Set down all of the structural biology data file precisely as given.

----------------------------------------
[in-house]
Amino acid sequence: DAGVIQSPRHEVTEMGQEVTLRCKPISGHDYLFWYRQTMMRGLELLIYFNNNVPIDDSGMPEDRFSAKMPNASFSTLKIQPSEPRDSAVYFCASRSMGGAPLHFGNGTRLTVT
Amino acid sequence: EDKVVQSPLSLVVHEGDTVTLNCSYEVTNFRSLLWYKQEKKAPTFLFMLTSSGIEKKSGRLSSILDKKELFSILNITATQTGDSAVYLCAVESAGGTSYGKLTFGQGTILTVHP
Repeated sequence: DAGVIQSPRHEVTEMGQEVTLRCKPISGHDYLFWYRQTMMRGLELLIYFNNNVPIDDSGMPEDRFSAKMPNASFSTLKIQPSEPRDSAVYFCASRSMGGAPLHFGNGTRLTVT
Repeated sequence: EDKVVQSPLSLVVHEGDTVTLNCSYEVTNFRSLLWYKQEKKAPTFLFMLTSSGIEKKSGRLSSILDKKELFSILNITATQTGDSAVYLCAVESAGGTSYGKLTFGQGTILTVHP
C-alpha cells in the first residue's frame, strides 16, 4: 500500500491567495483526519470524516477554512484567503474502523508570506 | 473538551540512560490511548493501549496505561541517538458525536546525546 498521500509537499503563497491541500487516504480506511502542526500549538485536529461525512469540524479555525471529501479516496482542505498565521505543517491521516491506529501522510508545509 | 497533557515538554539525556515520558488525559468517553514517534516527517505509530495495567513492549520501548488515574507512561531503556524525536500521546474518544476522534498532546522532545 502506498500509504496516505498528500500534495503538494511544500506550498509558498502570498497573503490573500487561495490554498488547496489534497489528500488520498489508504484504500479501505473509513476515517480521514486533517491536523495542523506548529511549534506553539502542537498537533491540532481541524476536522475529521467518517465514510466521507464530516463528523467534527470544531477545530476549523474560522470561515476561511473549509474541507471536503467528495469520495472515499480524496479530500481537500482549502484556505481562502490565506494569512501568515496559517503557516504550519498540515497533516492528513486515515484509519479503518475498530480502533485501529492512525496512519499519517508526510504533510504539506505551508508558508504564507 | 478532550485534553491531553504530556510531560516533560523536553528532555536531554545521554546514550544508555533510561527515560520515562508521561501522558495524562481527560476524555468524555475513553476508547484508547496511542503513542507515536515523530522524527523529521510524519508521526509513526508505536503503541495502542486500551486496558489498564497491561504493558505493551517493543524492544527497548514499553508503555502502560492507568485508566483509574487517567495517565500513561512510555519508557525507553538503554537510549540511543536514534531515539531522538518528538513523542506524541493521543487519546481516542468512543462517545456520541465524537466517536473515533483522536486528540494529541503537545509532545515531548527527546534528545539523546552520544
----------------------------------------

[in-house]
Amino acid sequence: DAGVIQSPRHEVTEMGQEVTLRCKPISGHDYLFWYRQTMMRGLELLIYFNNNVPIDDSGMPEDRFSAKMPNASFSTLKIQPSEPRDSAVYFCASRSMGGAPLHFGNGTRLTVT
Amino acid sequence: EDKVVQSPLSLVVHEGDTVTLNCSYEVTNFRSLLWYKQEKKAPTFLFMLTSSGIEKKSGRLSSILDKKELFSILNITATQTGDSAVYLCAVESAGGTSYGKLTFGQGTILTVHP
Repeated sequence: DAGVIQSPRHEVTEMGQEVTLRCKPISGHDYLFWYRQTMMRGLELLIYFNNNVPIDDSGMPEDRFSAKMPNASFSTLKIQPSEPRDSAVYFCASRSMGGAPLHFGNGTRLTVT
Repeated sequence: EDKVVQSPLSLVVHEGDTVTLNCSYEVTNFRSLLWYKQEKKAPTFLFMLTSSGIEKKSGRLSSILDKKELFSILNITATQTGDSAVYLCAVESAGGTSYGKLTFGQGTILTVHP
C-alpha cells in the first residue's frame, strides 16, 4: 500500500491567495483526519470524516477554512484567503474502523508570506 | 473538551540512560490511548493501549496505561541517538458525536546525546 498521500509537499503563497491541500487516504480506511502542526500549538485536529461525512469540524479555525471529501479516496482542505498565521505543517491521516491506529501522510508545509 | 497533557515538554539525556515520558488525559468517553514517534516527517505509530495495567513492549520501548488515574507512561531503556524525536500521546474518544476522534498532546522532545 502506498500509504496516505498528500500534495503538494511544500506550498509558498502570498497573503490573500487561495490554498488547496489534497489528500488520498489508504484504500479501505473509513476515517480521514486533517491536523495542523506548529511549534506553539502542537498537533491540532481541524476536522475529521467518517465514510466521507464530516463528523467534527470544531477545530476549523474560522470561515476561511473549509474541507471536503467528495469520495472515499480524496479530500481537500482549502484556505481562502490565506494569512501568515496559517503557516504550519498540515497533516492528513486515515484509519479503518475498530480502533485501529492512525496512519499519517508526510504533510504539506505551508508558508504564507 | 478532550485534553491531553504530556510531560516533560523536553528532555536531554545521554546514550544508555533510561527515560520515562508521561501522558495524562481527560476524555468524555475513553476508547484508547496511542503513542507515536515523530522524527523529521510524519508521526509513526508505536503503541495502542486500551486496558489498564497491561504493558505493551517493543524492544527497548514499553508503555502502560492507568485508566483509574487517567495517565500513561512510555519508557525507553538503554537510549540511543536514534531515539531522538518528538513523542506524541493521543487519546481516542468512543462517545456520541465524537466517536473515533483522536486528540494529541503537545509532545515531548527527546534528545539523546552520544